“We can only assume this means they do not really care at all about the wellbeing of those people.”
Both Black Triangle and DPAC have also called for former DWP ministers Iain Duncan Smith and Chris Grayling to face a criminal investigation for the Scottish offence of wilful neglect of duty by a public official over their failure to address safety concerns with the work capability assessment (WCA) process, following a coroner’s written warning in 2010 that its flaws risked causing further deaths.
McArdle said: “Only a criminal investigation will have the teeth to change culture and practice in DWP.”
He suggested that a criminal investigation could now have to be extended beyond Duncan Smith and Grayling to include DWP staff who have been “wilfully negligent in implementing the six point plan”.
He said: “These are not minor bureaucratic breaches of duty and code of conduct.
“These breaches have led to the tragic deaths of disabled people and continue to do so.”
He stressed that the peer reviews were just “the tip of an enormous iceberg” of “countless disabled people” who have lost their lives because of the government’s social security policies and benefit cuts.
He added: “The ultimate responsibility for this must rest on ministers but the criminal standard of proof under the crime we are pursuing them for must apply equally to all who neglect their public duty, in the words of Scots law ‘whether or not any member of the public has been harmed’.”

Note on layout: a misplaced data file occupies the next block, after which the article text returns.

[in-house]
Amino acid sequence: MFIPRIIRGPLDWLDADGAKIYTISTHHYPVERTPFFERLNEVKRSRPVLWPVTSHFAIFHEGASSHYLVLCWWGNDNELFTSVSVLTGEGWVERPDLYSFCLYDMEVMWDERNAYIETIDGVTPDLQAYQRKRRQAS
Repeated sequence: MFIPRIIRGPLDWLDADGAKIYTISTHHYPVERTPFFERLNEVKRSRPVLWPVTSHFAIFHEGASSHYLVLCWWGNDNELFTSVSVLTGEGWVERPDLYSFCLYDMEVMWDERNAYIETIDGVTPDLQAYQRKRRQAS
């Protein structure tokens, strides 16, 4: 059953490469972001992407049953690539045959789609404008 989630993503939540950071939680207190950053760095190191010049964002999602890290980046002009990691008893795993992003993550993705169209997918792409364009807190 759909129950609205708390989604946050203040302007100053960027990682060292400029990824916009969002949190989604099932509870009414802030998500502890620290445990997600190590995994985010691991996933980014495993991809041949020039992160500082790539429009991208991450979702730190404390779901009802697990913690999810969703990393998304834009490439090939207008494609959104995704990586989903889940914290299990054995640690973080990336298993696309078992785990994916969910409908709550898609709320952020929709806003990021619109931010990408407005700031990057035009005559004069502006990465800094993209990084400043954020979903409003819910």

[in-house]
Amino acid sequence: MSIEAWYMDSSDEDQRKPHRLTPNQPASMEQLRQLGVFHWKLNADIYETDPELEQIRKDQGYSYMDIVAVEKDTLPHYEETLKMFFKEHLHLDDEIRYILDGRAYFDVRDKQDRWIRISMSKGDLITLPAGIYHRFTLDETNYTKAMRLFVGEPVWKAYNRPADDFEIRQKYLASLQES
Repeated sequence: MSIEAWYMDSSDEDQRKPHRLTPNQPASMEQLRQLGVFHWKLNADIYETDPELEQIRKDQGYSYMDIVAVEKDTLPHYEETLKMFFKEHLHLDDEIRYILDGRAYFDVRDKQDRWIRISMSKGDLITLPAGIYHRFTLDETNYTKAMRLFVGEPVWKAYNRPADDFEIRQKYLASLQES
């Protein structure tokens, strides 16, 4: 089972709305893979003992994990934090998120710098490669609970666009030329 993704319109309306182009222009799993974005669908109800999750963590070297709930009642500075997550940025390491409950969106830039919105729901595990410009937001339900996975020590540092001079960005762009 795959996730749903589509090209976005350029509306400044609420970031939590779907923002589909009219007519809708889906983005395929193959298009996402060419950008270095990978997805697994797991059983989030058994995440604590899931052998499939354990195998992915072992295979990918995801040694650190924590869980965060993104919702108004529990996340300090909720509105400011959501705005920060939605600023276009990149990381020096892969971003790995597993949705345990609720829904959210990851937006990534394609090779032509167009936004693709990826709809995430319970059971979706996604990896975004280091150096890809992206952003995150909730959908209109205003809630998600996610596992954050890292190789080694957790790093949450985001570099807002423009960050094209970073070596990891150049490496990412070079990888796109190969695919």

Police Scotland is currently considering a dossier of information submitted by Black Triangle, before deciding whether to launch a criminal investigation.
Although the information released by DWP to DNS does not show how many of the nine deaths involved the WCA process, McArdle said that several of them were likely to have done so.
He said: “The WCA is killing people. It needs to be scrapped at the earliest possible time.”
A DWP spokeswoman refused to say why the department was still having to remind staff about the existence of the six-point plan six years after it was introduced; whether it would apologise for failing to take the necessary action to make the benefits system safe for “vulnerable” claimants; and if it would order an independent inquiry.
She also refused to say how long the gap was between the two deaths which led to the review authors telling the department to remind staff about the six-point plan.
But she said in a statement: “Peer reviews help staff to continually improve how they deal with some of the most complex and challenging cases, and represent a very small percentage of the benefit claims DWP handles.
“We provide guidance to staff on how best to support vulnerable claimants and it is right that this is highlighted to staff.”
In its response to the freedom of information request, DWP’s freedom of information operations team had said: “DWP provides substantial and specific instructions to staff on how to support vulnerable people throughout their benefit journey.
“When dealing with vulnerable people, both providers and DWP have procedures in place to take appropriate supportive action, which are regularly reviewed.
“We have also established a nationally available ‘vulnerability hub’. This provides help and advice for staff in dealing with these individuals and signposts to a range of resources that provide advice about specific conditions or circumstances.”